The third pdf also discusses quantum erasure. This is the phenomenon whereby a 'measurement', which would destroy an interference pattern, can be erased and the interference regained. Such erasures become even more intriguing when coupled with experiments on entangled particles - and hence when the erasure is carried out after the interference data has already been obtained. This is often presented in popular accounts as posing a challenge to the correct temporal order of causality. It does not, and the pdf explains why. The pdf also points out a crucial ambiguity in the meaning of "measurement" in such experiments.

Unfortunately the popular accounts of these issues are desperately inaccurate. Indeed I am tempted to say that, "when I hear of delayed erasure I reach for my gun". I have attempted to clarify the situation in the rather long account in the third pdf. The key to a sound understanding is the Hilbert state algebra which is virtually trivial and far easier to follow than accounts of detailed experimental arrangements.

One source of confusion is the distinction between local interference and correlated interference. Popular accounts are guilty of failing to distinguish the two - perhaps because they do not appreciate that there is a distinction. But the distinction is crucial and resolves the causality problem (i.e., the FTL issue).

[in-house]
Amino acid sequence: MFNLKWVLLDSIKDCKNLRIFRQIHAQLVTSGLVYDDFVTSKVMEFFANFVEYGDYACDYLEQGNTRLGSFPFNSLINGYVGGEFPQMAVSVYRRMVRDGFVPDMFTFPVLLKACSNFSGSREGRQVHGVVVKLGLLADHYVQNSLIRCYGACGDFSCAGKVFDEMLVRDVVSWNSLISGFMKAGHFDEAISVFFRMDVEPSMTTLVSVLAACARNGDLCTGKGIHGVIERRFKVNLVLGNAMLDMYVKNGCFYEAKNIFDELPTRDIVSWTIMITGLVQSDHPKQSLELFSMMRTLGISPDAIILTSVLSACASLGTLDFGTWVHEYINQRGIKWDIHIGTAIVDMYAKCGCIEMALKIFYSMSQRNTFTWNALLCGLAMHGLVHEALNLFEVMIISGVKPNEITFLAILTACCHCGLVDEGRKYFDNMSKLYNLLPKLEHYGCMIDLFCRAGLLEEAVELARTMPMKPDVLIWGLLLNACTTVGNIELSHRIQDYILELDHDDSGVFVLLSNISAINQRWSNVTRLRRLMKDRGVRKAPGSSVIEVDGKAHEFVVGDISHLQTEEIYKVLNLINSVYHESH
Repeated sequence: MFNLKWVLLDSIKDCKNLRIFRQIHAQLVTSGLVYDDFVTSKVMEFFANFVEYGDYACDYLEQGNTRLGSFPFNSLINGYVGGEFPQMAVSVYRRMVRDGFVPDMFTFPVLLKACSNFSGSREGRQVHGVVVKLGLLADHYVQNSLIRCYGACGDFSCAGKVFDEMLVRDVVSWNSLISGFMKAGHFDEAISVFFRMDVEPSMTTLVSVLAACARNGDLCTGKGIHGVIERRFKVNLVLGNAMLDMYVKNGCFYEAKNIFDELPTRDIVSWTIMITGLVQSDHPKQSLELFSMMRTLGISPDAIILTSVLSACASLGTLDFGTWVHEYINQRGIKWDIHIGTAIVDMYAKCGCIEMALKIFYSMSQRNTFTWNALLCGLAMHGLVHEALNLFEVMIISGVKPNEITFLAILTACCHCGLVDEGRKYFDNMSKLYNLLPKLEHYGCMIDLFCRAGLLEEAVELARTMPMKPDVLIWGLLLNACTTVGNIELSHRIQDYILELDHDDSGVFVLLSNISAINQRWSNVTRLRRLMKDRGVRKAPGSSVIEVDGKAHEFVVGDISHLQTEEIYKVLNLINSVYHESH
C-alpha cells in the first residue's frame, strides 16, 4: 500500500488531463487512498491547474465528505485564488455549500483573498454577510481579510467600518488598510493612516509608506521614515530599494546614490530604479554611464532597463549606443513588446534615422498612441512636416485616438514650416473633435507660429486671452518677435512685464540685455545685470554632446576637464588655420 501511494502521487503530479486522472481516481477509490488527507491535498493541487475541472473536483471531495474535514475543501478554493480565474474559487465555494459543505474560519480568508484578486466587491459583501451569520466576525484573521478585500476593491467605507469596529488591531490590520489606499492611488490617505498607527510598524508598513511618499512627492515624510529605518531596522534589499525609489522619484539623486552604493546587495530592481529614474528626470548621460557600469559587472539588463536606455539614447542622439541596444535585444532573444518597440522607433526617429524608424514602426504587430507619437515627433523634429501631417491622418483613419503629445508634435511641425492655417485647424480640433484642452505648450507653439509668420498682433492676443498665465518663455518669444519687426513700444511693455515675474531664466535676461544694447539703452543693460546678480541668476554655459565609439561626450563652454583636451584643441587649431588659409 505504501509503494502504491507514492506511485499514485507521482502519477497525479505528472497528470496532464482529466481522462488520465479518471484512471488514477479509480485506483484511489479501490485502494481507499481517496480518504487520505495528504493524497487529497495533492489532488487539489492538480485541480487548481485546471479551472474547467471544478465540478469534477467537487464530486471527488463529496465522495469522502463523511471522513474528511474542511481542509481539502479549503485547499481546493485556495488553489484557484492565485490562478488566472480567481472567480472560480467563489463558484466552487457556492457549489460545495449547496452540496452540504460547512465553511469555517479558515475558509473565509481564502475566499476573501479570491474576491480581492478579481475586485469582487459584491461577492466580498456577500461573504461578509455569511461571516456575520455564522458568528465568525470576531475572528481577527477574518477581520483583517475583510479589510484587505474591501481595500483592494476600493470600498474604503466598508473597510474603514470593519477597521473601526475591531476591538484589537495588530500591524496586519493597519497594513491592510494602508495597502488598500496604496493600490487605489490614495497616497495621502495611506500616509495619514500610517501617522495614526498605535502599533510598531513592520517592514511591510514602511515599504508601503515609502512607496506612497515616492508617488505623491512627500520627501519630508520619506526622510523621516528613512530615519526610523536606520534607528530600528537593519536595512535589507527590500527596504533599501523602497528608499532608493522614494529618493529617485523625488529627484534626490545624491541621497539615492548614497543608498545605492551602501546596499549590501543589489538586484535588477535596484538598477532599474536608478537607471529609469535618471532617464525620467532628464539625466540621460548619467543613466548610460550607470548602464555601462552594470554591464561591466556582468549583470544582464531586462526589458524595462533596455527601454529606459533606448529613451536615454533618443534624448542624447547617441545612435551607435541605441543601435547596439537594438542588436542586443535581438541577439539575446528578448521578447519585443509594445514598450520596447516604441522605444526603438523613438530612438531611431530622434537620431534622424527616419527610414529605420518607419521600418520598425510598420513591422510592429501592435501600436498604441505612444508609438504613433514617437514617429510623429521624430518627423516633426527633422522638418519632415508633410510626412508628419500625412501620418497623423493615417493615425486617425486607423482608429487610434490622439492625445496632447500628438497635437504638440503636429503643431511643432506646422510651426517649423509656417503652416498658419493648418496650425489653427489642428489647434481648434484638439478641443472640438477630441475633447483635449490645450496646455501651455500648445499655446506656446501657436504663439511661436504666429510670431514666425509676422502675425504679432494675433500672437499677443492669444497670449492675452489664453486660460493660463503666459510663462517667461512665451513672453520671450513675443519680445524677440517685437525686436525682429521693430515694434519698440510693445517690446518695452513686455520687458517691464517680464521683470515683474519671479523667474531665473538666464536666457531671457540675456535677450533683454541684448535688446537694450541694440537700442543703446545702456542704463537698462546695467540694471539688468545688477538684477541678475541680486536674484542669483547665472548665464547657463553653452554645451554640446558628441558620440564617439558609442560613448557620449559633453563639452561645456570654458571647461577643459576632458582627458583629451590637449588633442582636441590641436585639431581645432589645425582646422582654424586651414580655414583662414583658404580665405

Another confusion may be caused by the lazy assertion that, "entangled particles cannot cause interference". Whether or not this is true depends upon the situation. It clearly cannot always be true because, in the real world, particles will always be entangled with things you know nothing of - by virtue of their history. So, if it were true, no interference would ever be observed. More accurate guidance is that entanglement between specified degrees of freedom will prevent interference between these same degrees of freedom. But the fact that my particle happens to be entangled with another particle, currently in the vicinity of Alpha Centauri, will not prevent it creating interference fringes when incident upon a double slit screen.